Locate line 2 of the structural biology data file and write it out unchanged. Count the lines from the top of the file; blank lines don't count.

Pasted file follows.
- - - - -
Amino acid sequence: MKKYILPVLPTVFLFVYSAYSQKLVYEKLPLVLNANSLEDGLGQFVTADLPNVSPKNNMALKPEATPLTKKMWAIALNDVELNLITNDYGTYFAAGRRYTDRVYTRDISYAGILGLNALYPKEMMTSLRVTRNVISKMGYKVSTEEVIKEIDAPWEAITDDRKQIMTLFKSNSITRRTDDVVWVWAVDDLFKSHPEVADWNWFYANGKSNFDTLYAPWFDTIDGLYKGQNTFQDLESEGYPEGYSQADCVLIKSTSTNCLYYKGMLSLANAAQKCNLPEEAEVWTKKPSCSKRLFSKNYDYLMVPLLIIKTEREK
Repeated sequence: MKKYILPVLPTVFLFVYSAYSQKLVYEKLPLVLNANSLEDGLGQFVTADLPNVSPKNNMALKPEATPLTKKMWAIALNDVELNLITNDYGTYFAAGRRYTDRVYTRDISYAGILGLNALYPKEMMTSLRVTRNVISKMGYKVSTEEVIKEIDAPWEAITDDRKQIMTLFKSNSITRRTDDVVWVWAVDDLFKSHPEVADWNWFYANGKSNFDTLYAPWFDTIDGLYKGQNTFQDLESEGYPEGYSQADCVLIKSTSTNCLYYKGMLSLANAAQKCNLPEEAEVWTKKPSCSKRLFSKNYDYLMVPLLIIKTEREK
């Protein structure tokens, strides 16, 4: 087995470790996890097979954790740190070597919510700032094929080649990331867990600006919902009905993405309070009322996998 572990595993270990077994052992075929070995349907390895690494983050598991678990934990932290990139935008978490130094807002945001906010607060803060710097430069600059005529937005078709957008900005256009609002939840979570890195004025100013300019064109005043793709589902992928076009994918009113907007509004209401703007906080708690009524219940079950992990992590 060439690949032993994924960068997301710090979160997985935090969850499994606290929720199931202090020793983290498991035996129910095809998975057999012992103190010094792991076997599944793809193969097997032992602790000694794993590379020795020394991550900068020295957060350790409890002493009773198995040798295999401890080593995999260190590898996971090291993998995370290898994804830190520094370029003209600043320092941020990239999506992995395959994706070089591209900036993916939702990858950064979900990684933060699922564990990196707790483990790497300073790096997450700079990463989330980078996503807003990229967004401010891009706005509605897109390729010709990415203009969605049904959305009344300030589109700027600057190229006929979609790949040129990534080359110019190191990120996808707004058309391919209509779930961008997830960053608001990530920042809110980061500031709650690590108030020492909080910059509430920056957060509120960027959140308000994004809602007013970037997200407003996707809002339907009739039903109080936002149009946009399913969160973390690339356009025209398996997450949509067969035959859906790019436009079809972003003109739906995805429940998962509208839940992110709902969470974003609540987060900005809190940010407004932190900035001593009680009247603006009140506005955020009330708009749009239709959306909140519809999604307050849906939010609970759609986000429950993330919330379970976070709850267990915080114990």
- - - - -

Repeated sequence: MKKYILPVLPTVFLFVYSAYSQKLVYEKLPLVLNANSLEDGLGQFVTADLPNVSPKNNMALKPEATPLTKKMWAIALNDVELNLITNDYGTYFAAGRRYTDRVYTRDISYAGILGLNALYPKEMMTSLRVTRNVISKMGYKVSTEEVIKEIDAPWEAITDDRKQIMTLFKSNSITRRTDDVVWVWAVDDLFKSHPEVADWNWFYANGKSNFDTLYAPWFDTIDGLYKGQNTFQDLESEGYPEGYSQADCVLIKSTSTNCLYYKGMLSLANAAQKCNLPEEAEVWTKKPSCSKRLFSKNYDYLMVPLLIIKTEREK